And if your awareness is anywhere near the level of true connectedness, you find yourself moving through life with a core inner knowing that you are doing the right things at the right time with the right people, in a harmony and flow that leads you from one effective experience to the next.
However, all of these layers are important. When you aren’t functioning well on any one of these layers, you are crippled to a degree in your life. If you don’t have access to emotional passion, you have no motivation to transform things. An example of passionate action is Martin Luther King’s “I had a dream” speech in which emotion was used to the greatest effect. His passion was capable of uplifting the souls of millions and it changed American society.
An enlightened being is not necessarily someone who has opted out of the world. It can be someone who is balanced, clear and living life in all its fullness, adventure and potency. In yoga the aim is to reach a place where you have full access to all these layers simultaneously.
The chakras — wheels of light
In the philosophy of yoga, the level of awareness you have and how you relate to the world around you are expressed through the concept of wheels of energy, or light, that the yogis call “chakras”. Chakras lie along the spine and the qualities and issues associated with each are stored in the adjacent part of the body. You may be able to identify which chakra you operate from through the descriptions below.
The Mooladhara chakra, located at the base of the spine, is where we are preoccupied with physical survival and wealth. When this chakra is balanced you have access to the same raw life force that enables a mighty redwood to soar skywards or a teenager to grow and develop so quickly.
People who have issues at this level of consciousness are prone to a barrage of ill health or financial or housing woes. When people balance this level with yoga asanas (poses), pranayam (breathwork) and other practices, their health improves and they are more able to live a life of abundance.
Swadhistana, the sacral chakra, focuses on relationships in all forms, from intimate to social, and it even extends to how you feel about the objects around you. When it is in balance, you experience a universe that cares and supports you and you feel as if you have a valued part to play in it.
When this chakra is out of balance, though, you find yourself emotionally up and down, anxious and clinging to things or people for external support. When you rebalance this chakra, your relationships improve and you become more able to give and to empower others because you feel more empowered and supported.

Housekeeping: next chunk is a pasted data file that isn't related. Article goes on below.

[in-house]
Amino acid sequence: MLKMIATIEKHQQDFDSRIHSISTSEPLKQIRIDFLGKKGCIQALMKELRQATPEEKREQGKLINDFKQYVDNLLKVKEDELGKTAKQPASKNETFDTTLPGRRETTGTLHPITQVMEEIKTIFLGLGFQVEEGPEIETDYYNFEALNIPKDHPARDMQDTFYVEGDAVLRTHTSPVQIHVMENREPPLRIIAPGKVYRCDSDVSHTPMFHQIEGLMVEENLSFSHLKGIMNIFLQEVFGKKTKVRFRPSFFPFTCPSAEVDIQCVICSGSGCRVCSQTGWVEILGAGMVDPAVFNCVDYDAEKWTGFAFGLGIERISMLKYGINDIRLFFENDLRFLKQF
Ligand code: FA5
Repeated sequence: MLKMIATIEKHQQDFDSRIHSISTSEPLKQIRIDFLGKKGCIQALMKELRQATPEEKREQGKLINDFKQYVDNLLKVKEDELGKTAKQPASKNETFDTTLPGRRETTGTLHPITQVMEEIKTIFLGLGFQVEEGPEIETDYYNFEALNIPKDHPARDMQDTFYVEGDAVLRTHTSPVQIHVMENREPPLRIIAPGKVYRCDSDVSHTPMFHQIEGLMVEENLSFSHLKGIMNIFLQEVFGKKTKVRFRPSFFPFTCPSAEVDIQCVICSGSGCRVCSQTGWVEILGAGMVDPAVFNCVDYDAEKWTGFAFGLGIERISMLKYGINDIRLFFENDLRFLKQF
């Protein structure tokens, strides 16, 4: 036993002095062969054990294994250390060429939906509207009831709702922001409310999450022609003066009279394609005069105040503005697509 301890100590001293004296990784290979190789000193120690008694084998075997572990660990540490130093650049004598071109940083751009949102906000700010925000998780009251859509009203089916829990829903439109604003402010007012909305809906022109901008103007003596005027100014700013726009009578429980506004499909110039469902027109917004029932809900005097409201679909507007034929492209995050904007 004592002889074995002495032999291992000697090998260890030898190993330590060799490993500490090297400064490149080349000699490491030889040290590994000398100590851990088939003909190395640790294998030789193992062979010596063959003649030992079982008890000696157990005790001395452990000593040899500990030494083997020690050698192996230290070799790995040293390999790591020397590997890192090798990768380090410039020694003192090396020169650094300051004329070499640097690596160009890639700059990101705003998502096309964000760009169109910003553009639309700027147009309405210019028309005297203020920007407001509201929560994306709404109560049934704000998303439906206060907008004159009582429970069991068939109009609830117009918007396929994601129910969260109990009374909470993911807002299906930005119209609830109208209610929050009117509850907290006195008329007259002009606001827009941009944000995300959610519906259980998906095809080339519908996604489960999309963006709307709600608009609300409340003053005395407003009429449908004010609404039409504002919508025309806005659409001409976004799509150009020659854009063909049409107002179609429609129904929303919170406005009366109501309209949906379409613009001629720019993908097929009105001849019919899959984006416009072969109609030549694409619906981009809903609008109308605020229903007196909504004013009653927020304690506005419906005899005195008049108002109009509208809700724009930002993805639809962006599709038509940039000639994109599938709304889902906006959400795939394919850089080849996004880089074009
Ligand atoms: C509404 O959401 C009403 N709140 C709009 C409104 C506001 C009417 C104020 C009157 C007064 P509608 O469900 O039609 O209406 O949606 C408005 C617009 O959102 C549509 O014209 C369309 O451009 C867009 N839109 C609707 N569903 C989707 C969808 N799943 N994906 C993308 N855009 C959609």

The third chakra, Manipura, influences your ability to create your world. In balance, it allows goal setting and manifestation. Out of balance, it brings anger, frustration and irritation, which arise when you have more life energy than you have the means of expressing it.
At the level of Anahata, the heart chakra, you experience your ability to truly love unconditionally with the kind of passion that made Martin Luther King capable of changing a whole nation.
At the throat is Vishuddhi, which influences communication and understanding of what is the right thing to do at the right time. In balance, it pilots you effortlessly within the flow of universe towards the achievement of your goals. Out of balance, it leads to confusion, a life that’s full of red lights and chaotic experiences of criticism, mistrust and judgment.
At the Ajna chakra, located between the brows, you find how you relate to your core goals in life. When this layer is in balance, you know your core goals and you move enthusiastically towards them. When it’s out of balance, you have no idea why you are doing what you are doing. Your job and your relationships probably feel quite meaningless and life seems to have no sense of connectedness, belonging or purpose.
When you are completely balanced in your seventh chakra, Sahasra, found at the crown, you have reached enlightenment. Now have reached the life goal of infinite potential. Yoga’s main tool for reaching this region of consciousness is meditation. In yoga, meditation becomes possible when all the turbulence in all the layers of your body and all the bandwidths of your experience settle into a smooth, even flow of body/mind consciousness.
You can use yoga asanas, sequences and breathwork as lenses to transform turbulence in the regions of your unconscious that you might never otherwise control. As the traumas settle, the fixations and attachments to the outside world subside and you discover that everything you could ever need already lies within you.
This discovery blossoms into a mature understanding of your place in this universe and the rightness of your position in this beautiful world. That’s when you finally achieve the state of en-light-enment.
References available on request.
Astoria Barr is a ……www.druyoga.com.au